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Sunnica solar farm plans reach critical stage as communities await decision



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Residents living in villages surrounding a proposed 2,800-acre solar farm site will today hear the verdict of the planning inspectorate on whether public consultation was properly carried out.

Sunnica, which officially put forward its proposal for what would be Europe’s largest solar farm on November 18, has remained absent at village meetings in Suffolk and Cambridgeshire discussing the project and many feel that engagement with local residents has been inadequate.

“We should find out what happens with the proposal next on Thursday once the planning inspectorate has come to a decision,” said Catherine Judkins, chairman of the Say No to Sunnica group.

The Say no to Sunnica group opposes the project's size and location and has battery safety fears. (53714090)
The Say no to Sunnica group opposes the project's size and location and has battery safety fears. (53714090)

“We have been putting our views across and doing surveys in village and around 90 per cent feel that the public consultation has been inadequate.”

“A statement submitted by Cambridgeshire County Council, East Cambridgeshire District Council, West Suffolk Council, and Suffolk County Council, has described the consultation as meeting the bare minimum requirements, but we wouldn’t agree with that.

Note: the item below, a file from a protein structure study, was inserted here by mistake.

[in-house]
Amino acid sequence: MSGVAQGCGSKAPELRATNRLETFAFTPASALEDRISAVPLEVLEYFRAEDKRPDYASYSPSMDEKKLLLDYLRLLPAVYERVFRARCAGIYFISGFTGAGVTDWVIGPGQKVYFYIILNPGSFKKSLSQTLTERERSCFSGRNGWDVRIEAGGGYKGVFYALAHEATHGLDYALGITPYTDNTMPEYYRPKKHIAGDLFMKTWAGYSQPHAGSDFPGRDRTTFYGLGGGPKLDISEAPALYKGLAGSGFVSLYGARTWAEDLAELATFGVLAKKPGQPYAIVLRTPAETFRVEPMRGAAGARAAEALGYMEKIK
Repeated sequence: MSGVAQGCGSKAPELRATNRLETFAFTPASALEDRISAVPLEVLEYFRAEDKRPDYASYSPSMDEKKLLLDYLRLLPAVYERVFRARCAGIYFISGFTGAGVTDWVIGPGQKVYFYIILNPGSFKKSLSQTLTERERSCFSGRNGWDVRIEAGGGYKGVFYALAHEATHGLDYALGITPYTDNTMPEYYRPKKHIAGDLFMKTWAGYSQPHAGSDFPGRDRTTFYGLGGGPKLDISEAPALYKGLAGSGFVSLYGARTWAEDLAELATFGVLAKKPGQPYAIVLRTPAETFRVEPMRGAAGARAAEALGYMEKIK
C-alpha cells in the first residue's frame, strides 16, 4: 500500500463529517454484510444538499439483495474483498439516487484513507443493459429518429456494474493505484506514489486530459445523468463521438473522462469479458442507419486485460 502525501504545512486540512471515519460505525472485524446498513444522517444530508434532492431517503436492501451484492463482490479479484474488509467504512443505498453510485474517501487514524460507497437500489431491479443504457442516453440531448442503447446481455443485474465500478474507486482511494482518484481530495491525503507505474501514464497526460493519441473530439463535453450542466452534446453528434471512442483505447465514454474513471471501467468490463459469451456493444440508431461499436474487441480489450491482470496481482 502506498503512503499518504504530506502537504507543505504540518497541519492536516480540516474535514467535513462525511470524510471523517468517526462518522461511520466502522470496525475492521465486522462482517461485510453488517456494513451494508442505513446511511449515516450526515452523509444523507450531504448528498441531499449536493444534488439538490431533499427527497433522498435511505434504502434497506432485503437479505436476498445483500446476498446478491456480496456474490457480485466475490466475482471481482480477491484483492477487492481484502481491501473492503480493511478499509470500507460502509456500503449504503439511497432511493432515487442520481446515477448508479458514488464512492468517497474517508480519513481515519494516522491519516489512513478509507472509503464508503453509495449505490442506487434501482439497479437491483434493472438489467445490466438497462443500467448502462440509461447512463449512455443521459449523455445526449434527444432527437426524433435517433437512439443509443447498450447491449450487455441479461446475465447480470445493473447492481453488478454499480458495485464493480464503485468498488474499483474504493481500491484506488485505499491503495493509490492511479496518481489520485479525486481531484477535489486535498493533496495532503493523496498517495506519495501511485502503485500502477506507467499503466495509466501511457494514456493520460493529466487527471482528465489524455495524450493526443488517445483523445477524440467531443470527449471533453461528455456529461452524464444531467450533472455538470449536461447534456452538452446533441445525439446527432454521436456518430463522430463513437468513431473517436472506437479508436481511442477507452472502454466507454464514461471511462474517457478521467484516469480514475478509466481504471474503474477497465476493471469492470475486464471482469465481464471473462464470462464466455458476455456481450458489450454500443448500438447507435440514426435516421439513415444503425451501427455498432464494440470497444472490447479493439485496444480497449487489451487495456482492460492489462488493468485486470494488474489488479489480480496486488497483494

“There has been no information offered on how the farm will be decommissioned in 40 years, no information on the impact on our environment has been offered, and much of the consultation has been in a digital form which some elderly residents can’t access,” she said.

Sunnica West Site B
Sunnica West Site B

If the consultation is deemed to have been carried out properly, the project will move forward to the examination phase.

However, those who oppose the plans are set on seeking to renew their challenge through other means if this does happen.

“The best way to oppose this is to register with the planning inspector as an interested party and then write up your feedback on the consultation and the proposal,” said Catherine.

“The more voices we have making themselves heard, the better our chances of a positive outcome.”

“We have local politicians on our side who have been engaging with communities and attending meetings which has been a great help and we’re lucky to have that.

“The bottom line is that we are not against solar energy, but this is a very poor example of how solar farms should be built.”